In the United States, President-elect Joe Biden told civil rights leaders in a private conference call Tuesday that he would use his executive authority to undo many of President Trump’s actions — but would not take executive action to implement a progressive agenda. In audio of the call leaked to The Intercept, Biden said using his executive powers to enact policies like a ban on assault rifles would be “way beyond the bounds” of his constitutional authority. Biden also asked civil rights leaders not to pursue campaigns to transform policing in the United States until after twin Senate runoff elections to be held in Georgia on January 5, which will determine the balance of power in the Senate.
President-elect Joe Biden: “They’ve already labeled us as being 'defund the police.' Anything we put forward in terms of the organizational structure to change policing, which I promise you will occur — promise you — just think to yourself and give me advice whether we should do that before January 5th, because that’s how they beat the living hell out of us across the country, saying that we’re talking about defunding the police. We’re not. We’re talking about holding them accountable.”
President-elect Biden has tapped Susan Rice to be director of the White House Domestic Policy Council. Rice served as U.S. ambassador to the U.N. and national security adviser under President Obama. Critics called out the pick over Rice’s inexperience with domestic policy, as well as her role supporting U.S. military actions that caused devastation in Syria and Libya under Obama. The position does not require Senate confirmation.
In related news, Biden has picked another Obama administration alum, former White House Chief of Staff Denis McDonough, to lead the Department of Veterans Affairs. Veterans groups expressed disappointment Biden did not pick a veteran to serve in the role. Jeremy Butler of Iraq and Afghanistan Veterans of America told The Washington Post, “He’s starting in a position of public deficit because of who he is not.”
A watchdog report has found current Veterans Affairs Secretary Robert Wilkie and other senior leaders discredited and smeared a House aide who reported a sexual assault at work. Andrea Goldstein, who issued the complaint, said in a statement, “The millions of women and men who have experienced or witnessed sexual violence in the military recognized Secretary Wilkie’s actions as horrifyingly familiar: refuse to take or enforce accountability, blame, shame and make the victim the problem.”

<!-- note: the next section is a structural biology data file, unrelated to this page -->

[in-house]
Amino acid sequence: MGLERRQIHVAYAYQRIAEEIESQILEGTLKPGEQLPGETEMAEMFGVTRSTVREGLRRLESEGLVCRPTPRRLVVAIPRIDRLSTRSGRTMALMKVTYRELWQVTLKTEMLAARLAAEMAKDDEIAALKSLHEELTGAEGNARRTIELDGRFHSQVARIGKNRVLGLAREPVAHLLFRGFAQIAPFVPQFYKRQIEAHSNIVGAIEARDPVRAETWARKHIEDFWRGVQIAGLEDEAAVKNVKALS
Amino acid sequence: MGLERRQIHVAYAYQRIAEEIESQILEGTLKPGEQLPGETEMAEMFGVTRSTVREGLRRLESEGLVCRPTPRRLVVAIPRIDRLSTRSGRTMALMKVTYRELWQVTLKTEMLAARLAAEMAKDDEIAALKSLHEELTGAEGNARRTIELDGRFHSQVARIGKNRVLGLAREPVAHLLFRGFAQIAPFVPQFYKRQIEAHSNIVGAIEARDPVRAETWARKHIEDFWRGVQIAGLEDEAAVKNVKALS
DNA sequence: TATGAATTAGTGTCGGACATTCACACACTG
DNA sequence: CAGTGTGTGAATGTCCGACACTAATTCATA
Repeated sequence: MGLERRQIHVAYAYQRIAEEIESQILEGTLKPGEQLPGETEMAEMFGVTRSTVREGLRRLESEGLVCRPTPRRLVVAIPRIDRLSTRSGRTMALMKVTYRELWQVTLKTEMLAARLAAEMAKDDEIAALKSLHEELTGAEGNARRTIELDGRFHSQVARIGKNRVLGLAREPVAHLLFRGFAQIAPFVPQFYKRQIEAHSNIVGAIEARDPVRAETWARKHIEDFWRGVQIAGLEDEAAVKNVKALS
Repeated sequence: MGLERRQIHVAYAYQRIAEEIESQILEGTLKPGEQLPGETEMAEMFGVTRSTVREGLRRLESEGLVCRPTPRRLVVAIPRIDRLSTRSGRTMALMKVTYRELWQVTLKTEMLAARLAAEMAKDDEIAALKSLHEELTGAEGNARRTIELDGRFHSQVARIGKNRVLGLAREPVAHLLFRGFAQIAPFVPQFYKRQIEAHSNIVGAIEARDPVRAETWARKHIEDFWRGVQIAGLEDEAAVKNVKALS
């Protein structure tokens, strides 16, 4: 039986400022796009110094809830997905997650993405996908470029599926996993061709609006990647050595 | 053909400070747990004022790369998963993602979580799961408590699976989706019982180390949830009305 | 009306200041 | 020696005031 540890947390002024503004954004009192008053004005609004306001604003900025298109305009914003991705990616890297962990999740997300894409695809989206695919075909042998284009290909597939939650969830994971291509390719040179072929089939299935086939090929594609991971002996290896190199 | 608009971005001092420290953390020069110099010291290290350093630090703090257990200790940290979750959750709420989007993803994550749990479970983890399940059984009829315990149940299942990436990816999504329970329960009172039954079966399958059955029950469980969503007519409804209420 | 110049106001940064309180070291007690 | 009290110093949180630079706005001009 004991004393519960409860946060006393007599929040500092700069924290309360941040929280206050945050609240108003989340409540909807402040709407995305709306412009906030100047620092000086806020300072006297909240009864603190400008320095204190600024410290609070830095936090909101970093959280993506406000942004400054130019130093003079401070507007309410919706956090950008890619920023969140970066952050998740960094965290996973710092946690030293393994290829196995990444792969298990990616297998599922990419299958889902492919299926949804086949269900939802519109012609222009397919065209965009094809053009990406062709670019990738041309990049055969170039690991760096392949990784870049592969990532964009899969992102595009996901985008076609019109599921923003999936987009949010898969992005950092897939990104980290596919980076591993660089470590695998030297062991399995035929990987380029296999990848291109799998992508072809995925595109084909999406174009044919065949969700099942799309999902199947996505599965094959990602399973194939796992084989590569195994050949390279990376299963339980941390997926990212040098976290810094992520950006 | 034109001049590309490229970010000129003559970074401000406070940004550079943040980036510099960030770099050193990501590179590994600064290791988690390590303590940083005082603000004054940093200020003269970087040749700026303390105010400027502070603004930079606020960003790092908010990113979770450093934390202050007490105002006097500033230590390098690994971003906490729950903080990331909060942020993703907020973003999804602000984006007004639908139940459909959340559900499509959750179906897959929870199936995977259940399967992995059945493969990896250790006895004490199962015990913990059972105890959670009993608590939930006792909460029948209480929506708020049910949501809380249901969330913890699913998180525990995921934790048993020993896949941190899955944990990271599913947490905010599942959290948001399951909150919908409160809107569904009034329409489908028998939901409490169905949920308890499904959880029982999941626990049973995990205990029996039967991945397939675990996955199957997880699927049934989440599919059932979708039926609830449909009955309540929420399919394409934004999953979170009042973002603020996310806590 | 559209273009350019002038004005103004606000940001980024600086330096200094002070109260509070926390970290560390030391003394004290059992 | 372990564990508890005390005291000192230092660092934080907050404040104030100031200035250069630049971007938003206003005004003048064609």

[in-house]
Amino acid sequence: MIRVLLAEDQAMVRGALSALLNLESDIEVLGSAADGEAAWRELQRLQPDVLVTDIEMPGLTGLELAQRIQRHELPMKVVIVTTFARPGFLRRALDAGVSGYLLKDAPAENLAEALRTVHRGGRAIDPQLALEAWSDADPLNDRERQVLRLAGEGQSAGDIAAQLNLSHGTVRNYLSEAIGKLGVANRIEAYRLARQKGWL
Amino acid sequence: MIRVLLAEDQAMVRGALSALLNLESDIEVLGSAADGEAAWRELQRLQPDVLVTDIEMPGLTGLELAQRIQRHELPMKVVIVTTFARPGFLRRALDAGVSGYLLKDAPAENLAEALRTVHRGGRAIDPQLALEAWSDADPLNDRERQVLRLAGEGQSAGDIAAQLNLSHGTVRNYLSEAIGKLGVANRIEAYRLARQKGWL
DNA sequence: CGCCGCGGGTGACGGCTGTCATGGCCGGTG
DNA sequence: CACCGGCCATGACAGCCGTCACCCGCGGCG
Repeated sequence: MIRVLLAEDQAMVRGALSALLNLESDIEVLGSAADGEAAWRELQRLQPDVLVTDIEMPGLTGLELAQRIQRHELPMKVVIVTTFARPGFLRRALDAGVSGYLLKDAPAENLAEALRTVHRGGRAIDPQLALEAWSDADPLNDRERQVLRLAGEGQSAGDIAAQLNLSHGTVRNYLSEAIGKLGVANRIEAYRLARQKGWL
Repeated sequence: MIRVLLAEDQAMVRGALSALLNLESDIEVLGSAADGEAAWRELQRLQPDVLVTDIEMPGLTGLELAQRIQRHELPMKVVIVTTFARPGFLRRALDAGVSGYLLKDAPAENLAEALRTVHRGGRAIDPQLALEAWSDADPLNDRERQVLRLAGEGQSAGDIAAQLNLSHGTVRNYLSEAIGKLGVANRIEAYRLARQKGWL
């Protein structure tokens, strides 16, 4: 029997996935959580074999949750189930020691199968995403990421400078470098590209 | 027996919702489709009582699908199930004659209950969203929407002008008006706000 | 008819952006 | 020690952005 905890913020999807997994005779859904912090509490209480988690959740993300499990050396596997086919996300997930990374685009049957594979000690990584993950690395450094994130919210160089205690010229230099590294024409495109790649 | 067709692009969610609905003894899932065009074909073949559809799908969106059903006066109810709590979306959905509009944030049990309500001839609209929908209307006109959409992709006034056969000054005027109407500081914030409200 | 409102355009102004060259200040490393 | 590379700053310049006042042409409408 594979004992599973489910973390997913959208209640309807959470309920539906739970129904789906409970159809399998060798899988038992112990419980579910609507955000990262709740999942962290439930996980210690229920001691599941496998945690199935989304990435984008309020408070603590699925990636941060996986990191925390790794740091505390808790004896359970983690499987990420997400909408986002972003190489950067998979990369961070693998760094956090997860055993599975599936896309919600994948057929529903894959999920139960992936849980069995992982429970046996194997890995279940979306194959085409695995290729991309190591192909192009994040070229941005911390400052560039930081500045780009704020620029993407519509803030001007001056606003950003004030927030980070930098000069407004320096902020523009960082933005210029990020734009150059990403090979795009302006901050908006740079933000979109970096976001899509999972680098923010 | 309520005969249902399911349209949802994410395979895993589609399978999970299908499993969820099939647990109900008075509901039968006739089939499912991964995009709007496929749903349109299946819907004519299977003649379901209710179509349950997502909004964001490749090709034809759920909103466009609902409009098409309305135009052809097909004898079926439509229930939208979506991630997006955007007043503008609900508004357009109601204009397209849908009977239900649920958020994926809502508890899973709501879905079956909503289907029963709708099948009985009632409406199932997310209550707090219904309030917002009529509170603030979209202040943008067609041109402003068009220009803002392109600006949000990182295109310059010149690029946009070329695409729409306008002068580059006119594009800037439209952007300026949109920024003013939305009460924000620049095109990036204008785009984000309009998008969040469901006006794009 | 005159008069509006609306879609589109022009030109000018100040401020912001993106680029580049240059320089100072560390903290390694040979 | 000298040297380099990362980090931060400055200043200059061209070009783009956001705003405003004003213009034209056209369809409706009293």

A majority of House Republicans have backed Trump’s last-ditch effort to overturn the election results by asking the Supreme Court to toss millions of votes in Pennsylvania, Michigan, Wisconsin and Georgia — all states that voted for Biden — as part of a Texas-led lawsuit. One hundred six House Republicans signed on to a legal brief Thursday in support of the lawsuit.
State Department Inspector General Matthew Klimow stepped down Thursday after Mike Pompeo lashed out at a report in which the watchdog found Pompeo’s wife did not secure proper approval or documentation for trips she took with her husband as part of official State Department business. The investigation, however, cleared Susan Pompeo of violating federal ethics rules.
The Supreme Court ruled unanimously Thursday that three Muslim men who were placed on a no-fly list can sue government officials for damages. The plaintiffs say the FBI placed them on the no-fly list as retaliation for refusing to spy on their communities, which prevented them from making trips to Pakistan, Afghanistan and Yemen, harming their reputations and jobs.
The latest acting head of Immigration and Customs Enforcement, Tony Pham, is stepping down after less than five months in the role. During his tenure, Pham oversaw the installation of billboards on Pennsylvania highways with the faces of immigrants who, according to ICE, “pose a public safety threat.”
In Indiana, officials at the federal prison in Terre Haute injected 40-year-old condemned prisoner Brandon Bernard with a lethal dose of pentobarbital Thursday evening. The execution — on International Human Rights Day — came after the Supreme Court declined to intervene to halt the ninth execution of a federal prisoner this year. The Trump administration plans to kill four more prisoners before Joe Biden’s inauguration. Click here to see our coverage of Brandon Bernard’s case and Trump’s lame-duck executions, the first time in 130 years.